Academic Catalog

Economics (ECON)

ECON-103  Introduction to Microeconomics  (4 Credits)  

An introductory course on how individual consumers and firms make decisions in line with their economic odjectives. We analyze the workings of supply and demand in the determination of price, resource allocation, income distribution and economic efficiency.

Offered: All, Every Year  
ECON-204  Intermediate Macroeconomics  (4 Credits)  

Examines macroeconomic concepts and theories using historical context, quantitative tools, graphical analysis, and macroeconomic models. Critically explores competing schools of macroeconomic thought and their relative effectiveness at explaining macroeconomic phenomena. Culminates in construction and manipulation of the Mundell - Fleming open economy model.

Prerequisite(s): ISECON-104  
Offered: All, Every Year  
ECON-290  Special Topics  (1-4 Credits)  

Economics survey course for non-majors. Includes topics not covered in other listed courses including, current and historical economic issues. This course may not be used to satisfy requirements for the minor in Economics. May be repeated as topics change.

ECON-298  Independent Study  (1-8 Credits)  

An opportunity for a qualified student to explore work in an area of individual interest, selected and pursued in consultation with a faculty member. Consent is required of the instructor who will supervise the independent study. May be repeated for a total of 8 credits.

ECON-330  Personal Financial Planning  (4 Credits)  

Students will examine the core concepts of financial planning with applications to professional financial advising, and their own lives. Technical skills related to areas such as debt management, insurance, investments, income taxation, and retirement planning will be explored.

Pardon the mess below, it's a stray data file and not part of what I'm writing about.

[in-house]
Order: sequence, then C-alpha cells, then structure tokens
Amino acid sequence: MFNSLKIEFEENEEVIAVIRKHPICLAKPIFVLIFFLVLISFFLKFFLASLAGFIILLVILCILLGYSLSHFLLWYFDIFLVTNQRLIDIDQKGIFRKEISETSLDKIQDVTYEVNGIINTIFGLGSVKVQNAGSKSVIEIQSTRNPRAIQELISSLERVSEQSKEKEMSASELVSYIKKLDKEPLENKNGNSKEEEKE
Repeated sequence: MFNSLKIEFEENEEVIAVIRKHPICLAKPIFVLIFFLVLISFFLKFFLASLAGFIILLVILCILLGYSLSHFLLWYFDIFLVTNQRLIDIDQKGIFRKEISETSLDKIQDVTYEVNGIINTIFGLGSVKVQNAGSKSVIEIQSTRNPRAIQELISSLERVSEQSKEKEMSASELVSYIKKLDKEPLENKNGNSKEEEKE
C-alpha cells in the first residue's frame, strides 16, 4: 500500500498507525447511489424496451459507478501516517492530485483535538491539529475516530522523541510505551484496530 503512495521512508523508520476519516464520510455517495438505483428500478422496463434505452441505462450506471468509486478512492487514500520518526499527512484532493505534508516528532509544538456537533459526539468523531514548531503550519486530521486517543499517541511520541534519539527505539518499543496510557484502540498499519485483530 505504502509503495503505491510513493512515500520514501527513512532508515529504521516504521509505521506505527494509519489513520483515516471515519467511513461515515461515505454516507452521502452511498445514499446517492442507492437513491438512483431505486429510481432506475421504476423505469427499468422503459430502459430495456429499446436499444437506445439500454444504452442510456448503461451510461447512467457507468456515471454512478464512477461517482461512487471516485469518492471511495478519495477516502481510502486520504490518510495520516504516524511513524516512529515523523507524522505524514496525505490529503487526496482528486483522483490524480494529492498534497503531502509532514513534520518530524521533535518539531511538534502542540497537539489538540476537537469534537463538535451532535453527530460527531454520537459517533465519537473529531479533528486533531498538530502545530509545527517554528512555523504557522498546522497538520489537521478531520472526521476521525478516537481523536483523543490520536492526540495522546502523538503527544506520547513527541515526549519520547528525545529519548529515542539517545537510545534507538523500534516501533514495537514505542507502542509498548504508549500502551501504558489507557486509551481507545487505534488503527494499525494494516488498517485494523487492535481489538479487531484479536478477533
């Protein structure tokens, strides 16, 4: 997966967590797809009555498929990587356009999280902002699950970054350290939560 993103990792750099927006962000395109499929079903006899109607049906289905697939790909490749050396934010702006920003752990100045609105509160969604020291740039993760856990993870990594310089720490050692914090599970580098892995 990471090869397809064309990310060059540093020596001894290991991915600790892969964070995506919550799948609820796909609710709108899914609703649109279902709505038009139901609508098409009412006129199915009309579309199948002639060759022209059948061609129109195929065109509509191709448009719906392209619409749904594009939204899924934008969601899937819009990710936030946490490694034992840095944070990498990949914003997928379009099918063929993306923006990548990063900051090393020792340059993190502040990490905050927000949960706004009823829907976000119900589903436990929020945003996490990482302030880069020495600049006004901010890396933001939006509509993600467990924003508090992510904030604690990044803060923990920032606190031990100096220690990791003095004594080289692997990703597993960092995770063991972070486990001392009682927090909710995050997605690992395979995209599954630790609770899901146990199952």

Offered: Spring, Every Year  
ECON-370  Financial Economics  (4 Credits)  

This course focuses on investment analysis and asset pricing, with the aim of conveying the practical applications of investment theory. Topics covered include: present value analysis and discounting, diversification, tradeoff between risk and return, efficiency market hypothesis, pricing of stocks and bonds, capital asset pricing model and arbitrage theory.

Prerequisite(s): ECON-103, MATH-141, or permission of instructor  
ECON-397  Economics Internship  (4 Credits)  

A supervised experience offering the opportunity to apply economic theory and quantitative methods in an on-the-job setting. May be repeated up to 8 credits; a maximum of 4 credits may be used towards required ECON major electives. Graded pass/fail.

Prerequisite(s): Junior standing and permission of instructor  
Offered: All, Even Years  
ECON-420  Econometrics  (4 Credits)  

The theory of economic model building, both determinate and stochastic, together with the essential analytical methods. Where possible, these models are used to analyze current real world economic conditions.

Prerequisite(s): ECON-203 or ECON-204, and one from MATH-175, MGT-140, MATH-141, PSYC-251  
Offered: Fall, Every Year  
ECON-470  International Trade and Finance  (4 Credits)  

Applies advanced economic theory to global trade and finance through theories of comparative advantage, balance of payments accounts, fixed and flexible exchange rates, and currency crises.

Prerequisite(s): ECON-203 or ECON-204